A prospective study of asymptomatic SARS-CoV-2 infection among individuals involved in academic research under limited operations during the COVID-19 pandemic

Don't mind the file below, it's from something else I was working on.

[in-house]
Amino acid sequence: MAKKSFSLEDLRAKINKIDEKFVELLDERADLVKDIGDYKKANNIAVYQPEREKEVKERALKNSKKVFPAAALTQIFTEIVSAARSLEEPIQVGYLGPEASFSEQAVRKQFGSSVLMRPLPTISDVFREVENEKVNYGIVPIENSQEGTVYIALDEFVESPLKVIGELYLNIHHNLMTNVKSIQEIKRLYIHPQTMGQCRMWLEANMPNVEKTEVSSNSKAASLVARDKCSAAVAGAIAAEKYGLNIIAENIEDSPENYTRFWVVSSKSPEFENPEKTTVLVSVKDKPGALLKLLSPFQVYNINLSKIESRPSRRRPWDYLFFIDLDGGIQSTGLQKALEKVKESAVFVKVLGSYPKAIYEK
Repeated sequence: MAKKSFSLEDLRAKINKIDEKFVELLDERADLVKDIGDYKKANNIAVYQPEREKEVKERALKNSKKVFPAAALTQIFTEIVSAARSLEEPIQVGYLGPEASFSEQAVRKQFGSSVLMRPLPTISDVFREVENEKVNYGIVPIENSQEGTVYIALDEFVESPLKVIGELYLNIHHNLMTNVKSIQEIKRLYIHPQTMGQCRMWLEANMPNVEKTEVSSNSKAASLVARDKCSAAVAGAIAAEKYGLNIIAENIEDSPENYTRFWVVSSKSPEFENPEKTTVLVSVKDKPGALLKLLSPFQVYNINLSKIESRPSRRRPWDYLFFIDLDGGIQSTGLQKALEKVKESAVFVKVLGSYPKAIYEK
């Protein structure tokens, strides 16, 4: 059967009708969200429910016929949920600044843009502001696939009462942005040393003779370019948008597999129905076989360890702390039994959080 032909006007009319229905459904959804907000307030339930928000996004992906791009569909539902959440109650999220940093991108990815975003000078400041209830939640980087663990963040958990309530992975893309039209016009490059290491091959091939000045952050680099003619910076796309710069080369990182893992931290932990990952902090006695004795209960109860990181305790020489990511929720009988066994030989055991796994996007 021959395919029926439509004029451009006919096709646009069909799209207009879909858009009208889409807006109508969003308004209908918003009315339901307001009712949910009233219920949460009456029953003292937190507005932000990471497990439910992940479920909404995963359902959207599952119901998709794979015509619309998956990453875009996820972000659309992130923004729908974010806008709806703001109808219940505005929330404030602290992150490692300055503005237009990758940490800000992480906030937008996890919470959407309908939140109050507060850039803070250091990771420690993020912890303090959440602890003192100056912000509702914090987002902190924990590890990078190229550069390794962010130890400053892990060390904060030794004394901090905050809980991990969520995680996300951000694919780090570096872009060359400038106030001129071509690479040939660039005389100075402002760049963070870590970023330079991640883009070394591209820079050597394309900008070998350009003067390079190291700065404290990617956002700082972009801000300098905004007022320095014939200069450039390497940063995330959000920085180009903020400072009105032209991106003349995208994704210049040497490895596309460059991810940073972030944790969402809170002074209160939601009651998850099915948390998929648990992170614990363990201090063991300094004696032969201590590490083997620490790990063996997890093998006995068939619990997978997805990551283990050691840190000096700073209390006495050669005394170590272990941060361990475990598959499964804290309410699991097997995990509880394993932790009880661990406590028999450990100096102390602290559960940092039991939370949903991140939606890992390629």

Background: Early in the pandemic, transmission risk from asymptomatic infection was unclear, making it imperative to monitor infection in workplace settings. Further, data on SARS-CoV-2 seroprevalence within university populations has been limited. Methods: We performed a longitudinal study of University research employees on campus July-December 2020. We conducted questionnaires on COVID-19 risk factors, RT-PCR testing, and SARS-CoV-2 serology using an in-house spike RBD assay, laboratory-based Spike NTD assay, and standard nucleocapsid platform assay. We estimated prevalence and cumulative incidence of seroconversion with 95% confidence intervals using the inverse of the Kaplan-Meier estimator. Results: 910 individuals were included in this analysis. At baseline, 6.2% (95% CI 4.29-8.19) were seropositive using the spike RBD assay; four (0.4%) were seropositive using the nucleocapsid assay, and 44 (4.8%) using the Spike NTD assay. Cumulative incidence was 3.61% (95% CI: 2.04-5.16). Six asymptomatic individuals had positive RT-PCR results. Conclusions: Prevalence and incidence of SARS-CoV-2 infections were low; however, differences in target antigens of serological tests provided different estimates. Future research on appropriate methods of serological testing in unvaccinated and vaccinated populations is needed. Frequent RT-PCR testing of asymptomatic individuals is required to detect acute infections, and repeated serosurveys are beneficial for monitoring subclinical infection.